Precision in healthy living medicine for CVD prevention and treatment

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Leading a healthy lifestyle is key to both preventing and treating a host of chronic diseases, including cardiovascular disease (CVD). The incidence and prevalence of CVD is at the forefront of conditions that require significant attention and a paradigm shift in treatment, according to an article published in the journal Current Problems in Cardiology. 

Ideally, the article says, preventing CVD from ever being diagnosed should be the primary goal, which can only be achieved through the practice of healthy living medicine (HLM). HLM is an emerging concept that recognises the importance of: (1) Moving more and sitting less; (2) Consuming a healthy diet at the appropriate caloric load; (3) Maintaining a healthy body weight; and (4) Not smoking.   

Traditionally, HLM, particularly when practised in the context of physical activity and diet, is commonly viewed as an all-or-none and one-size-fits-all paradigm. As an example, there has been a dichotomous perception to physical activity messaging, where achieving anything less than 150 minutes of moderate-intensity physical activity per day is not beneficial. The same holds true for the all-or-none perception of 5 servings of fruits and vegetables per day; anything less is not beneficial. While these are certainly desirable targets, healthy living practices at levels below current guidelines portend significant health benefits.

"Moreover, it is critical that the population at large recognises that any type of movement/physical activity is beneficial, both recreational and nonrecreational. In this context, there seems to be a greater degree of flexibility in delivering HLM, allowing for a more individualised approach that has the potential to improve long-term adherence. In other words, the alignment of precision medicine and HLM is warranted," the article notes.

Precision medicine is defined as “an emerging approach for disease treatment and prevention that takes into account individual variability in genes, environment, and lifestyle for each person.” Much of the focus in precision medicine has been directed towards genomics and only recently has the influence of environment and lifestyle been considered.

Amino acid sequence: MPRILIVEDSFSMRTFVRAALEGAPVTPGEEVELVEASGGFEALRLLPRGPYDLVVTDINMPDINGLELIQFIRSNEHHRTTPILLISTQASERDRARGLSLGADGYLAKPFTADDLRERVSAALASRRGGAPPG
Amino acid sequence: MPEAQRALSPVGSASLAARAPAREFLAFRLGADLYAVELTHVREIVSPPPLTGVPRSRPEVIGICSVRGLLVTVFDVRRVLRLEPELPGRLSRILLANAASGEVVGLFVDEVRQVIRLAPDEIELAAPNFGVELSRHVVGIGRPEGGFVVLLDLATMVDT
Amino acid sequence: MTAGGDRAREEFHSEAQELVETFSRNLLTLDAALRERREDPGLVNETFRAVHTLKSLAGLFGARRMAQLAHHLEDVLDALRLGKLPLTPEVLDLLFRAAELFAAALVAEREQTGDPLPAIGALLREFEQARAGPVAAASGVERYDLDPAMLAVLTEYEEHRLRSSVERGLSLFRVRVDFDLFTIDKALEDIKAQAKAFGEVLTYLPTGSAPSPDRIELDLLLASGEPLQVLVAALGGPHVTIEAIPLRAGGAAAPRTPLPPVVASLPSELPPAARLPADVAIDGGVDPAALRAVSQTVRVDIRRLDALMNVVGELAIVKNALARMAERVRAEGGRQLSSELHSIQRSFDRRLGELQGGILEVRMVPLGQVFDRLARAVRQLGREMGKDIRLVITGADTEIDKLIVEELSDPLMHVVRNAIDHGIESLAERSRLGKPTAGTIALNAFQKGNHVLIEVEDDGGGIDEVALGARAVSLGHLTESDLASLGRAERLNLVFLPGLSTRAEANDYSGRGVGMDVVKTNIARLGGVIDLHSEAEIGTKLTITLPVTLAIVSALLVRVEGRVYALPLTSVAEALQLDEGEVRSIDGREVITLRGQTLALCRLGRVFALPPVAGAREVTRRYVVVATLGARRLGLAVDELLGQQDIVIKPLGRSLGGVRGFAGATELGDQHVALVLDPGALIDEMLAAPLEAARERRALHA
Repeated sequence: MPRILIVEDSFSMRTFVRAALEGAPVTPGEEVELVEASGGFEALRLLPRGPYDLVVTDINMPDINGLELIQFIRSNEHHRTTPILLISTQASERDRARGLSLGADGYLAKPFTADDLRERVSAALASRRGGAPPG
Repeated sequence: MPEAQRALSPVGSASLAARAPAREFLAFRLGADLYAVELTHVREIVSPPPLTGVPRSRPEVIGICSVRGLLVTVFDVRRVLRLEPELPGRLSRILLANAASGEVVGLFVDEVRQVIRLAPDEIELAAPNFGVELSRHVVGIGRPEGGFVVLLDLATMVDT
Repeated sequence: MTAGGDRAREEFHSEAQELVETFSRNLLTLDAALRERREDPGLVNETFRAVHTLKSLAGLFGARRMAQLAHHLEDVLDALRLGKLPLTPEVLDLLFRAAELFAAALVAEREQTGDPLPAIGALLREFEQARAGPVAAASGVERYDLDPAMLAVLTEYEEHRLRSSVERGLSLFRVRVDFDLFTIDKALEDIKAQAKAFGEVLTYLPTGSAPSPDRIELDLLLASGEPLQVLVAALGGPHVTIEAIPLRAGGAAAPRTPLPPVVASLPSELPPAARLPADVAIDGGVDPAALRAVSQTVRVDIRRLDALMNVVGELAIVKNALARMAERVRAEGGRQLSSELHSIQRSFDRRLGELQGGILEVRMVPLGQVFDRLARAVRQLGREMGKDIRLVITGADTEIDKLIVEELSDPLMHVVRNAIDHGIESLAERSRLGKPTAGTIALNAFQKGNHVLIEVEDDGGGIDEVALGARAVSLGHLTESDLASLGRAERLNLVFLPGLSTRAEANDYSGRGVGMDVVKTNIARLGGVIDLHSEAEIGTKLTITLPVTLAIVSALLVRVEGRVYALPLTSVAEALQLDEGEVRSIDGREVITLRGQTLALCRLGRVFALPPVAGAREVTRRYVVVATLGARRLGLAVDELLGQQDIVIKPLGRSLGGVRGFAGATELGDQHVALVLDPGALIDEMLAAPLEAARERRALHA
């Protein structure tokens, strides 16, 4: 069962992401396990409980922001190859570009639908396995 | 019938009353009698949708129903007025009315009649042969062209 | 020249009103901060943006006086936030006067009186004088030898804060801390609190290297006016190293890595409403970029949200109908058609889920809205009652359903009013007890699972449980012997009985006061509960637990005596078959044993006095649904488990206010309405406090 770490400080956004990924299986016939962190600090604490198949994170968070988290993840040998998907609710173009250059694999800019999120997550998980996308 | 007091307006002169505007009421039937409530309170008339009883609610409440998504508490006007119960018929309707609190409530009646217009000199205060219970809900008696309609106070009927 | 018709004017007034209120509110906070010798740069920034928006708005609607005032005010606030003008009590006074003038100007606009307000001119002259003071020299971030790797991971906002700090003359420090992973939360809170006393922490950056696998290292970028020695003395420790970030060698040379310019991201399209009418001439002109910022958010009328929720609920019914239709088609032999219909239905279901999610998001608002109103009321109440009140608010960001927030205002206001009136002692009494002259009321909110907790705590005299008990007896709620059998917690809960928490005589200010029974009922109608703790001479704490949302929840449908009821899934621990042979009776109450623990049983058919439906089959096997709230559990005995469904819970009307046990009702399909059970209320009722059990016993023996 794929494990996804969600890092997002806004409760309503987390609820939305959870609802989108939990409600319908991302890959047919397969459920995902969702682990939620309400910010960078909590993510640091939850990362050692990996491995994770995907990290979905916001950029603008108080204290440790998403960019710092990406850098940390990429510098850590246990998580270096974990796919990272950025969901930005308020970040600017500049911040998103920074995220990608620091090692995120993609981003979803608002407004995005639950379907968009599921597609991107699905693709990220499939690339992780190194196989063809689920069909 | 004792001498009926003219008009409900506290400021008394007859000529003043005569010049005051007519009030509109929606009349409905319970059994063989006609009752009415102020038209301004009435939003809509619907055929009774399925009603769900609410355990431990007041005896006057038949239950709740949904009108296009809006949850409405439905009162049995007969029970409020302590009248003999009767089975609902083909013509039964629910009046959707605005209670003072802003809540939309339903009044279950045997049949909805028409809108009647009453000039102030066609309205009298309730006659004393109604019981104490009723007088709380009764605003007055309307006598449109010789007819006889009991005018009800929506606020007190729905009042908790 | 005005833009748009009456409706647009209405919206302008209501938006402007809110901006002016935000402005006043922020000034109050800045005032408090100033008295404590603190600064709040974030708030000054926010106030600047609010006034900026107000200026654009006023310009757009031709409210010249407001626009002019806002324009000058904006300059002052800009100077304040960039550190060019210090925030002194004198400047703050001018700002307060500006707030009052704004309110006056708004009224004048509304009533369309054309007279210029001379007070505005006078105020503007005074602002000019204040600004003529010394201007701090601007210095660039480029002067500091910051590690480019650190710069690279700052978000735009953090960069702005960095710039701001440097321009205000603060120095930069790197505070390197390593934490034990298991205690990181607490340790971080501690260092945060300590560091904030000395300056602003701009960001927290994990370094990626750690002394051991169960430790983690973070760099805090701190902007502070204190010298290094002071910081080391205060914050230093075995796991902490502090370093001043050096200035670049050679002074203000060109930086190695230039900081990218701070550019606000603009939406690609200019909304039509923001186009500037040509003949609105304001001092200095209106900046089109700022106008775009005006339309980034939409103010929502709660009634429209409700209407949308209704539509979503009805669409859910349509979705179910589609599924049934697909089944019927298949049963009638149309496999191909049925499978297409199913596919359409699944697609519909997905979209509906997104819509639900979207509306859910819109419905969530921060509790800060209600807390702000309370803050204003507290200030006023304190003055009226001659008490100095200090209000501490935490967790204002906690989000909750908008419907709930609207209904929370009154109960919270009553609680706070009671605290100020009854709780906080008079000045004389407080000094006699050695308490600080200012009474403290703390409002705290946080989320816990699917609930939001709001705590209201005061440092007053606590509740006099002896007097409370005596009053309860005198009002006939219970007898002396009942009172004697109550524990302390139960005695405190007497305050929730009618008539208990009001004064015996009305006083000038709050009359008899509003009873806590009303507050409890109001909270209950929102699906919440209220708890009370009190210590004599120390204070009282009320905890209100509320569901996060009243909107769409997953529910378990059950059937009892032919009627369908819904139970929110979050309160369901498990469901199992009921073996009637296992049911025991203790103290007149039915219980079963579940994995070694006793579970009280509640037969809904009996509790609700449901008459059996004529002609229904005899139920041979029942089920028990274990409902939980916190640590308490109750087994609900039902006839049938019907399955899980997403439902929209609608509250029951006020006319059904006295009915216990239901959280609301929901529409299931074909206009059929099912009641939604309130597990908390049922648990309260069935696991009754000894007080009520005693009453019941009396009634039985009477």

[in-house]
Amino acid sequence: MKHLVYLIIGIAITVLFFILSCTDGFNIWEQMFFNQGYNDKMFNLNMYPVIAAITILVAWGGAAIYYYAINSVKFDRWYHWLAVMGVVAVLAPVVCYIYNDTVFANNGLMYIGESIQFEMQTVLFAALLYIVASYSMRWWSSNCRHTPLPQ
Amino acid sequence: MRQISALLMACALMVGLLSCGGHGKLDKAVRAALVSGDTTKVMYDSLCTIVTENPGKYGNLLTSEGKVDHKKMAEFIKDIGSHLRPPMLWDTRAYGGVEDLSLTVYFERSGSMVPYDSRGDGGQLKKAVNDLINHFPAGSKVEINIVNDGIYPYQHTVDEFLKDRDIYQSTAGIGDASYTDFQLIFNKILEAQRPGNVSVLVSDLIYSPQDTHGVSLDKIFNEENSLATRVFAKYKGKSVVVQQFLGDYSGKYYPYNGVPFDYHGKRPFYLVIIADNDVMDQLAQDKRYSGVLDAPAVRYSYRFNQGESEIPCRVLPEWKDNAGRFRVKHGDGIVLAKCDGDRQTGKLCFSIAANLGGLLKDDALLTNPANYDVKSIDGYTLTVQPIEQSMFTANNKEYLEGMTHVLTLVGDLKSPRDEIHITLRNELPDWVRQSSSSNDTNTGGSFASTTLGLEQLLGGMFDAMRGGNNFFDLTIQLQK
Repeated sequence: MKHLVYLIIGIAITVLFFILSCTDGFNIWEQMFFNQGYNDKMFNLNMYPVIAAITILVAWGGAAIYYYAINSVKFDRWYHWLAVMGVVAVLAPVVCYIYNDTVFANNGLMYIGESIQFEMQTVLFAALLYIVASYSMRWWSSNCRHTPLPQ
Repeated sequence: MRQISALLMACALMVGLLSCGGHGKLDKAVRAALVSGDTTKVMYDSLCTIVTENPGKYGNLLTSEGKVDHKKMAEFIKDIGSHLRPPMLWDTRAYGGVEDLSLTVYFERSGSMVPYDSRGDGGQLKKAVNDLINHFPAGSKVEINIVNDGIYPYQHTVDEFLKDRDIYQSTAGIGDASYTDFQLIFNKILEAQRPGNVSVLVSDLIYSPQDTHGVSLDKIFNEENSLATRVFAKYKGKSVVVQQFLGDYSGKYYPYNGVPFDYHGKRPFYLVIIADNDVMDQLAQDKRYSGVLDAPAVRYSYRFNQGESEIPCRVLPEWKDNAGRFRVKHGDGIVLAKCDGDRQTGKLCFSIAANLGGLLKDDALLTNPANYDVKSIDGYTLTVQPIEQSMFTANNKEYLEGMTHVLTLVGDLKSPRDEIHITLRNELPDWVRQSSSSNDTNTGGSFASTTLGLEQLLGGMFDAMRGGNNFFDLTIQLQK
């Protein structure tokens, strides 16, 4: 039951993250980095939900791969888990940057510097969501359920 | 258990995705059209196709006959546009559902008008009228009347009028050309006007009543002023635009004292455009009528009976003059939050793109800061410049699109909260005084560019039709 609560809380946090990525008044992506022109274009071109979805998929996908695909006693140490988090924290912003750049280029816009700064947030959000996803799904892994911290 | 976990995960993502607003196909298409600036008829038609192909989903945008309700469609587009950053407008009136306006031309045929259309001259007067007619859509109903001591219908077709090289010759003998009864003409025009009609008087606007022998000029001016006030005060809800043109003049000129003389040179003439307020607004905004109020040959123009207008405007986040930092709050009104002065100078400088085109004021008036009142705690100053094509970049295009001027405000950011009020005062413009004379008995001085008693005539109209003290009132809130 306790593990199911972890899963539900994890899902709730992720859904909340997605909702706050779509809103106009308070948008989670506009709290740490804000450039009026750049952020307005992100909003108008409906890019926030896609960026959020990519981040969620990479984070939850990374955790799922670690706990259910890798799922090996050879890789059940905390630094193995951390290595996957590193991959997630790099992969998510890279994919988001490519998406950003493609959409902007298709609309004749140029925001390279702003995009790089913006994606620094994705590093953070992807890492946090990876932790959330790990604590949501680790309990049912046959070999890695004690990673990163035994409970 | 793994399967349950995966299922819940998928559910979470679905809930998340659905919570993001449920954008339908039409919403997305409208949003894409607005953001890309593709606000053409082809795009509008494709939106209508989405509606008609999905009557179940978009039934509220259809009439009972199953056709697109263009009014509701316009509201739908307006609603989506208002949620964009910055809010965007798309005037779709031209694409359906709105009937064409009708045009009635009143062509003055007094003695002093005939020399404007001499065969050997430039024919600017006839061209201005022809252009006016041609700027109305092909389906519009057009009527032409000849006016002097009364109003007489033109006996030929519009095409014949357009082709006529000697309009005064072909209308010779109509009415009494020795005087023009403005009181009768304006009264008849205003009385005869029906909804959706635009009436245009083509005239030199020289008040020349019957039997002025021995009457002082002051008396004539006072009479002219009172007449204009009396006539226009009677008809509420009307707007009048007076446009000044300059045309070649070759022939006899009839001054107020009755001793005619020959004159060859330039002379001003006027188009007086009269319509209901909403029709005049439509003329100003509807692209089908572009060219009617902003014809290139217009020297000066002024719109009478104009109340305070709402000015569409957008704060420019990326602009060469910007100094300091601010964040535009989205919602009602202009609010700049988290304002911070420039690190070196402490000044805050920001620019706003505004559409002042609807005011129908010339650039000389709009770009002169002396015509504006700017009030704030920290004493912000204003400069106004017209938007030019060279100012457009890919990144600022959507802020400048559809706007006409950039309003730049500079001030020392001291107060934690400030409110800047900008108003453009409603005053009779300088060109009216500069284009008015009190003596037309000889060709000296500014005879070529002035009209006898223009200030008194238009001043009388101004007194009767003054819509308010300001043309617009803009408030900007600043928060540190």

In the context of precision in HLM, the article says, inadequate adherence and persistence will remain an important challenge. Simply informing patients that they should adopt a particular exercise regimen based on their individual profile and why this can be beneficial is typically ineffective at eliciting successful long-term behaviour change. More sophisticated theory-based health behaviour change efforts have been met with greater success. For example, the Diabetes Prevention Programme, which used a variety of well-established behaviour change strategies derived from the social sciences to promote exercise and healthy diet, was associated with a decreased risk of prediabetes progressing to diabetes for several years.

The use of web-based and mobile health (mHealth; interactive voice response calls, short message service or text messaging, and smartphone applications) platforms continue to expand, providing great opportunities to further refine the delivery of HLM. Current evidence suggests the use of technology has the potential to improve healthy lifestyle patterns such as increasing physical activity and consuming a healthier diet.

With respect to healthcare provider adherence with precision medicine prescriptions for HL, there is also a potential for clinical inertia, commonly defined as the failure to initiate or intensify therapy, or a failure to follow clinical practice guidelines. Reasons include the added complexity of synthesising all of the information inherent in not prescribing a one-size-fits-all approach, as well as the difficulty in communicating individualised courses of treatment to patients. 

"Combined, both patient and provider challenges in successfully implementing precision in HLM into routine care highlight the need for the use of evidence-based health behaviour change interventions to be integral to the process," the article notes. "Future work is needed to establish what constitutes competently delivered health behaviour change interventions in precision medicine to improve patient health outcomes."

Image Credit: Pixabay 

References:

Arena R, Ozemek C, Lavie CJ et al. (2018) Applying Precision Medicine to Healthy Living for the Prevention and Treatment of Cardiovascular Disease. Curr Probl Cardiol, 43(12): 448-483 https://doi.org/10.1016/j.cpcardiol.2018.06.001

Published on : Wed, 31 Oct 2018



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cardiovascular disease, precision medicine, CVD prevention Leading a healthy lifestyle is key to both preventing and treating a host of chronic diseases, including cardiovascular disease (CVD). The incidence and prevalence of CVD is at the forefront of conditions that require significant attention and a paradigm

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